1. C. Bernard, C. Y. Liu, N. MacGillivray and J. Zhang, "Bounds on capital requirements for bivariate risk with given marginals and partial information on the dependence." 2013, Dependence Modelling, 1, 37-53.
During the spring term of 2012, I worked closely with Dr. Bernard to expand previous work done by Nelson (2004) and Tankov (2011) on finding bounds for bivariate distribution functions with constraints on given quartiles. In particular, we were able to provide weaker conditions (partial information on dependence) to ensure both the Upper and Lower Bounds of these functions are Copulas.
We then developed an application of our theorems to industry, which has a direct impact in reinsurance, bivariate derivative pricing, and multivariate risk modelling. For example, reinsurers who carry life and automobile business typically have accurate descriptions of the marginal distributions of both businesses but have limited information on their correlation (i.e. the joint distribution). This is especially true under regime-switching conditions when we migrate from a stable market (where the copula and dependence are accurately quantified) to catastrophic market conditions (e.g., depressions, recessions) when the dependence and copula are unknown. We provide both theoretical developments as well as numerical analysis for this application.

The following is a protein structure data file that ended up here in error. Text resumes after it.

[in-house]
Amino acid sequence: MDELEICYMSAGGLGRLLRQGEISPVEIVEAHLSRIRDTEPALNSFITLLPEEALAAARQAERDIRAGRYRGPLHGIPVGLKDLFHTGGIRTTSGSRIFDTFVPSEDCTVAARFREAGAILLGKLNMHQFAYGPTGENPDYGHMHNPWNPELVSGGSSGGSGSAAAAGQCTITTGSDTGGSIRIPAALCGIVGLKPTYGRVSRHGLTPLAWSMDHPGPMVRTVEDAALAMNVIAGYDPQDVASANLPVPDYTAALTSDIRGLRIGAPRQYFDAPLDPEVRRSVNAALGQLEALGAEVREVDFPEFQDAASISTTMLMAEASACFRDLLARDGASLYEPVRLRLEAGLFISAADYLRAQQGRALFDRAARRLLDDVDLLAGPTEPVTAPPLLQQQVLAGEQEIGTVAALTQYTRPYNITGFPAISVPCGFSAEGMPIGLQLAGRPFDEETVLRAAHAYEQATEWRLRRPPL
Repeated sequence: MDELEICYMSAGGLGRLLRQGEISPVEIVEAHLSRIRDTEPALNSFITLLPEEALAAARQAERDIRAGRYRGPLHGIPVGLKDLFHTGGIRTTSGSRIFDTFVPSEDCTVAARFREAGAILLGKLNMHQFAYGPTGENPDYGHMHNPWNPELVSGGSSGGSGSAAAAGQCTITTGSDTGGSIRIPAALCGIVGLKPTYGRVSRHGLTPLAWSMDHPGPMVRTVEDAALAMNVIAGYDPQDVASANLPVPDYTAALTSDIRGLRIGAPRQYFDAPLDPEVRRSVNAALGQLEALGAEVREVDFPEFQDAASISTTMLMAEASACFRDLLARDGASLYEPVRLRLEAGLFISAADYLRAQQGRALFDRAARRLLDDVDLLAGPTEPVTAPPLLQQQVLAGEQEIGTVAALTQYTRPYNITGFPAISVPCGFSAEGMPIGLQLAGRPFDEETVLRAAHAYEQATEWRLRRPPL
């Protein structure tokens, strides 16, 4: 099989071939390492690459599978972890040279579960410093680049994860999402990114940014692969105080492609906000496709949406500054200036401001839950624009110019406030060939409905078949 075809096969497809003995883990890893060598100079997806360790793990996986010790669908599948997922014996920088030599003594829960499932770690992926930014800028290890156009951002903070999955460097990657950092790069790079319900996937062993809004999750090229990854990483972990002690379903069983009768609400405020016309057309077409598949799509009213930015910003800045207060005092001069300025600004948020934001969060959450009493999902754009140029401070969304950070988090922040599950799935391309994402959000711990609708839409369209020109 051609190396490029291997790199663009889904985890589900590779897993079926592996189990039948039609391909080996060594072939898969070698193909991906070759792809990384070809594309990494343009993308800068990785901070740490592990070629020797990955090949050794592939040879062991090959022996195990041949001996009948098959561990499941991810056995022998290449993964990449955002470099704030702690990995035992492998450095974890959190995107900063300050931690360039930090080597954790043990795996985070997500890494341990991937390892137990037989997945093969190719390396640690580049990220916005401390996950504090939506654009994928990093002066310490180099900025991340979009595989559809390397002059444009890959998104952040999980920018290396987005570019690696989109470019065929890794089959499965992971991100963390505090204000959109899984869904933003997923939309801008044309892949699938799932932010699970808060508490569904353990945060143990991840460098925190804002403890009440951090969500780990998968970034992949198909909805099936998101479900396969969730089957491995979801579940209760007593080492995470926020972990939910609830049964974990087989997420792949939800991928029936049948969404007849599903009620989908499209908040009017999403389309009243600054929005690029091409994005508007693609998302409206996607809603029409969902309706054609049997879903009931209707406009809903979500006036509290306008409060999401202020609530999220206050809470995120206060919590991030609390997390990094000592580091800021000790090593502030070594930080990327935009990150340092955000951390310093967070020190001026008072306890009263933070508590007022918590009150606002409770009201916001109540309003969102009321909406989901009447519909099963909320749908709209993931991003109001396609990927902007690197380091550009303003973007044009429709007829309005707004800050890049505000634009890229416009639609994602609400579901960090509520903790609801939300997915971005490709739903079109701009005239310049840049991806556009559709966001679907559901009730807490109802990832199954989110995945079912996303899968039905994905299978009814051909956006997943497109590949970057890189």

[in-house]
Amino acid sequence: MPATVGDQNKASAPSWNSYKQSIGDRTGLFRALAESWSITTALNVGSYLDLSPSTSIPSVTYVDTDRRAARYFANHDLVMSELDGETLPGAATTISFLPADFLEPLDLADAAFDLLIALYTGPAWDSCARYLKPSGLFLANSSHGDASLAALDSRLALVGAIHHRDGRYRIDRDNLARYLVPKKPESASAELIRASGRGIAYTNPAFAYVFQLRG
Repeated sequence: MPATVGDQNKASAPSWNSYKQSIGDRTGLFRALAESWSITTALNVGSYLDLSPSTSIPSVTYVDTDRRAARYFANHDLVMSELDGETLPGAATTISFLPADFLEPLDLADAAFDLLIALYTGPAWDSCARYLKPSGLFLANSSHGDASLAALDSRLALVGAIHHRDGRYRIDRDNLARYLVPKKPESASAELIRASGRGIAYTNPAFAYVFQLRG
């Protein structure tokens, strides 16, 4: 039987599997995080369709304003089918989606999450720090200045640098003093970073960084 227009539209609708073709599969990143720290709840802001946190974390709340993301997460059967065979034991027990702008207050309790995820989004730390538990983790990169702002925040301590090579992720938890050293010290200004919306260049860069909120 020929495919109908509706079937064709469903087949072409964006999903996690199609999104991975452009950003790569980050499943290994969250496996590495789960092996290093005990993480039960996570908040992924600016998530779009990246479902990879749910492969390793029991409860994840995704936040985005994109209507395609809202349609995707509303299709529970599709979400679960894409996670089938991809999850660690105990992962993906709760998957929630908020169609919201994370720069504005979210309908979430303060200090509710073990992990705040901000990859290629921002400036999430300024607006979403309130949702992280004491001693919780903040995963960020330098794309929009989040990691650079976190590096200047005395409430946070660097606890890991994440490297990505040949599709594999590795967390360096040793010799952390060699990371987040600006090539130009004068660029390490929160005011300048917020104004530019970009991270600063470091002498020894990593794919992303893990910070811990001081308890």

2. N. MacGillivray, "Valuation of variable annuities with target volatility." Research note with Dr. David Saunders and Dr. Mary Hardy.
Most recently, I worked with Dr. Mary Hardy and Dr. Saunders on evaluating variable annuities with target volatility. Although there has been considerable research done already on variable annuities, little has been done academically to assess the impact of target volatility. We worked to assess whether insurers are charging a fair price for these contracts in light of the benefits they are providing; in particular, we focused on annuities with a Guaranteed Lifetime Withdrawal feature that allows policyholders to withdraw a fixed percentage of their account value at retirement, valid for life. With the added benefit of target volatility rebalancing, the insurer charges a sliding fee based on the level of observed volatility. We made several simplifying assumptions in our model for ease of computation: rebalancing between a risky and riskless asset, fixed target portfolio volatilities, and a constant interest rate.
The principle purpose of this research was to quantify the impact of rebalancing based on volatility. To model this impact, we chose to represent the risky asset with a Heston model making both the asset and volatility stochastic. We developed a Matlab program to calibrate the Heston model to current market conditions and then wrote code to model and price the annuity using two-staged Monte Carlo simulations. First, we simulated our model from the valuation date until retirement of the policyholder and then computed 500 simulations from retirement until death and repeated this entire process 5,000 times. We completed these simulations across 80 different withdrawal guarantees (ranging from 0% to 8% per annum) and also provided 95% Confidence Interval bounds. The conclusion of our investigation was that the "fair" guarantee withdrawal rate was between 6.01% and 6.84%, compared to observed industry rates offered between 4% and 5%, meaning that insurers were overcharging for contracts with a target volatility feature.